The second case refers to the use of Epo 155 as compensation material for a statue made with 
papier mache and covered with painted suede representing "Christ dead": the main feature of the work is given by the mobility of his limbs. In fact, to make the object very similar to a real body, the shoulders, the elbows, the wrists, the knees and ankles are bonded to the torso by flexible joints. To better mimic the movements of the human body during the religious processions and the Crucifixion, even the neck and torso are articulated. The artist tried to recreate the theatrical effect making the head reclining down and the bust bent forward, to simulate the state of desolation and weakness of Christ on the Cross. Since the work had been done for the Good Friday procession, it was necessary to restore functionality of the joints, initially made of suede, that degraded over time. To fill the gaps they used Epo 155, thickened with micronized silica to make it spreadable and easy to be colored with light yellow ocher, the pigment that best approach the color of suede. A bridge made of canvas was coated with the mixture and then glued on the borders of the gap with the same epoxy product. In such a way they obtained a level of extension difficult to achieve with other materials (as you can see in the pictures below). Lastly they retouched the work with acrylic paint for better adhesion to the support and greater elasticity of the color.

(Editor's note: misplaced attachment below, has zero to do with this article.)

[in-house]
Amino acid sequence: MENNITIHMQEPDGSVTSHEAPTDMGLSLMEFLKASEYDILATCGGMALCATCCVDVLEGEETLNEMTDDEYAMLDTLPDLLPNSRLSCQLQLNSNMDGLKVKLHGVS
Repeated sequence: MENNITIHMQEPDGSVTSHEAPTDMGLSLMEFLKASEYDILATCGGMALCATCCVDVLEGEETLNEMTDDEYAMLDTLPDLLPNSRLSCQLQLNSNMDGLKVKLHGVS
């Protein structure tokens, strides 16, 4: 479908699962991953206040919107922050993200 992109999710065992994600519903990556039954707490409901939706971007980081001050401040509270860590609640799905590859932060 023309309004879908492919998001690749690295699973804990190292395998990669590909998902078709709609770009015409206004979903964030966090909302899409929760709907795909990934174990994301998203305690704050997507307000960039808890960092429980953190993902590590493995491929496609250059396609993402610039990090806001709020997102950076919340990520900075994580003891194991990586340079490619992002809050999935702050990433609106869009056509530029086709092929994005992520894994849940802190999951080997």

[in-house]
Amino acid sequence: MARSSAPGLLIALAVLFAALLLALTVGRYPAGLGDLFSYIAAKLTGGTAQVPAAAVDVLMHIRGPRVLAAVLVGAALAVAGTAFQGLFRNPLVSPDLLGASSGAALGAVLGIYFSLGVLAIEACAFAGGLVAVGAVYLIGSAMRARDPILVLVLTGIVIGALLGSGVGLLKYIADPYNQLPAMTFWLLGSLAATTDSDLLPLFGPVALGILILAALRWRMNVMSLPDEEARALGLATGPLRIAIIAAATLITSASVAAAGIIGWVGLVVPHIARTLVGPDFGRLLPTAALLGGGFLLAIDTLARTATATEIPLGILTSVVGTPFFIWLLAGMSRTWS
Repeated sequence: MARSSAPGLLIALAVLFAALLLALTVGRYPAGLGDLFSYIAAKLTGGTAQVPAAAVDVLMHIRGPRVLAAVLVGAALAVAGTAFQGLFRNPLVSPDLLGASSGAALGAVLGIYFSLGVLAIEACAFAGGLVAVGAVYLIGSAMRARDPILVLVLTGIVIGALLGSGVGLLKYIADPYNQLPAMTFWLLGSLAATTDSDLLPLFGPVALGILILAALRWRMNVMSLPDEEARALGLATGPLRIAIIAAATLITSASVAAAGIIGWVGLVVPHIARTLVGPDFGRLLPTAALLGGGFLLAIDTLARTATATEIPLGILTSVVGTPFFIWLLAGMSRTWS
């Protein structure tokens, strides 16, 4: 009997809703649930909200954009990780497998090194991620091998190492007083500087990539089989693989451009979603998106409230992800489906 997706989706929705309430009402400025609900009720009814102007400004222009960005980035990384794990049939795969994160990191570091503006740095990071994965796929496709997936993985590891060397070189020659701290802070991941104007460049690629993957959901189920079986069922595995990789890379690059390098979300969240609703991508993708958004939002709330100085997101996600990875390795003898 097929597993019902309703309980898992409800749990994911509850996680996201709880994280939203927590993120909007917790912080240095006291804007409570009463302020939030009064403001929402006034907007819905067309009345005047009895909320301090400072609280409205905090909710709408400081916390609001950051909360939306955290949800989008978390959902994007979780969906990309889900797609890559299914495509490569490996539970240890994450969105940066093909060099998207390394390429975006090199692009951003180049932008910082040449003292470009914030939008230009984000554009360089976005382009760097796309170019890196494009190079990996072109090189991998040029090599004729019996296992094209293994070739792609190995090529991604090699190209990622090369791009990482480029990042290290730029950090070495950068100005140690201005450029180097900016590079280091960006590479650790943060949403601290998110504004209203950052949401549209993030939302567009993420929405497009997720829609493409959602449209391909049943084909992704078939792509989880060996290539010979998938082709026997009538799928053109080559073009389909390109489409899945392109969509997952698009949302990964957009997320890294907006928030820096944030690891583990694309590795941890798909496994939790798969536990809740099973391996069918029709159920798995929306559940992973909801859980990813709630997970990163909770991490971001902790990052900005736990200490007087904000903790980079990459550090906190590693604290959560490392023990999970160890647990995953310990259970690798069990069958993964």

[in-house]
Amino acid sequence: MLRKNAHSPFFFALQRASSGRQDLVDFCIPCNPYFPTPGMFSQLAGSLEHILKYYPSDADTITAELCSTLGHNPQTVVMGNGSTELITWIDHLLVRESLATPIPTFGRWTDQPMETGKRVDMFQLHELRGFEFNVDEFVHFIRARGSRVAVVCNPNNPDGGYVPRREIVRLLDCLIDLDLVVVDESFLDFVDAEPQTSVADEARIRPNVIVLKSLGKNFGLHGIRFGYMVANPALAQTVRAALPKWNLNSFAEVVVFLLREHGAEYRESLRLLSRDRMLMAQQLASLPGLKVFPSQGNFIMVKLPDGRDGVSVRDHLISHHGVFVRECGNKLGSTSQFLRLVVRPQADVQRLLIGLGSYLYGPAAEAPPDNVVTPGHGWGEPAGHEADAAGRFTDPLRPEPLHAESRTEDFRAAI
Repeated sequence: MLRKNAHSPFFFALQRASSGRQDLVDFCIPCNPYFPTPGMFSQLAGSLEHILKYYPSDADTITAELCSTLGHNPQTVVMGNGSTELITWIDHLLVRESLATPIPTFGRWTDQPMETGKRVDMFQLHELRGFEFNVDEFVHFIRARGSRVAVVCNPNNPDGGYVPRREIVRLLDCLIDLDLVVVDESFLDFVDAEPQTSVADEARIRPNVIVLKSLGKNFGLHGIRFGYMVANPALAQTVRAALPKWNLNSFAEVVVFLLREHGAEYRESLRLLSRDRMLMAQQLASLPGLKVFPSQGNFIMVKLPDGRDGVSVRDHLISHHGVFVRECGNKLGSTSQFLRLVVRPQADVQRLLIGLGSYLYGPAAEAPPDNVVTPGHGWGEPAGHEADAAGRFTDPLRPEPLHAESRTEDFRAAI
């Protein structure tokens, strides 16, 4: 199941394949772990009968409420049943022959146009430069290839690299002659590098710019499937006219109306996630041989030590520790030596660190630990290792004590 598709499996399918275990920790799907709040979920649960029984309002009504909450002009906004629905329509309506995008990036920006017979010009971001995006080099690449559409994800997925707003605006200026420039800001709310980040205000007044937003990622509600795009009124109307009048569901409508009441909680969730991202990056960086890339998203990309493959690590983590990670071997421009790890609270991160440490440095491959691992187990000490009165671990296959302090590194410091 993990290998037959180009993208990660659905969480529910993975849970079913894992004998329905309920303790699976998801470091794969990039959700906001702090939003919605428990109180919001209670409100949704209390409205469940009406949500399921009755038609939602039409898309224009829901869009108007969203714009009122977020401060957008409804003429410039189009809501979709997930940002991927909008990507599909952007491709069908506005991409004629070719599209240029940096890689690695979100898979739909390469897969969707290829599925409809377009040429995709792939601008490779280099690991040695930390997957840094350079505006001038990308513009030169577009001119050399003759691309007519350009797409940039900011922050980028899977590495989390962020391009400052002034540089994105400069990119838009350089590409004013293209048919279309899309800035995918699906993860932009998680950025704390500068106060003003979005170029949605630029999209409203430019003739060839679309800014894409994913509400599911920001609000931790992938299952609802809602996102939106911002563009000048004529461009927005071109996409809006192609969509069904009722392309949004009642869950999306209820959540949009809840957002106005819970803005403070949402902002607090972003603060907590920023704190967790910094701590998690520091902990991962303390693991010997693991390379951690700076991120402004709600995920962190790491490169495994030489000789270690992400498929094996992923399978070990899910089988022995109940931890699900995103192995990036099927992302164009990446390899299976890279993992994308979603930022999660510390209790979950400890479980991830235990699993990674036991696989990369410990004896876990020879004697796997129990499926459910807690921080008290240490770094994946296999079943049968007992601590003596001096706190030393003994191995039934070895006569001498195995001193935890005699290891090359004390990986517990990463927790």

Except for reversibility, the cross linking epoxy resins again show their outstanding properties.
However, we should take into consideration also the possibility of creating a barrier layer (for example by using a reversible thermoplastic resin such as Paraloid), between the faces to be bonded, or even to increase the effect, filling the porosity of the substrates through applications of cyclododecane. 


References
  • Henriques D.F, Nunes L., de Brito J.; “Test of consolidation products for wood degraded by fungi” 3rd Meeting on pathology and rehabilitation of buildings – PATORREB 2009, Porto, 467-472.
  • Henriques D.F., Nunes L., de Brito J.; "Consolidation of Timber Degraded by Fungi in Buildings: an Experimental Approach Records from the 18th CIB World Building Congress, Salford, UK (2010), 424-433.
  • Genco G., Lo Monaco A., Pelosi C., Picchio R., Santamaria U.; “La valutazione sperimentale dei consolidanti per il legno” Records from XXV Conference “Scienza e Beni Culturali” Conservare e restaurare il legno, Bressanone, (2009), 475-484
  • Panvini R., Nucera G.C., Gabbriellini C., Rossi F., Borgioli L.; “Il Cristo morto di Mazzarino. Un singolare caso di applicazione di resine epossidiche su un’opera polimaterica” Restoration project n.45 (2008).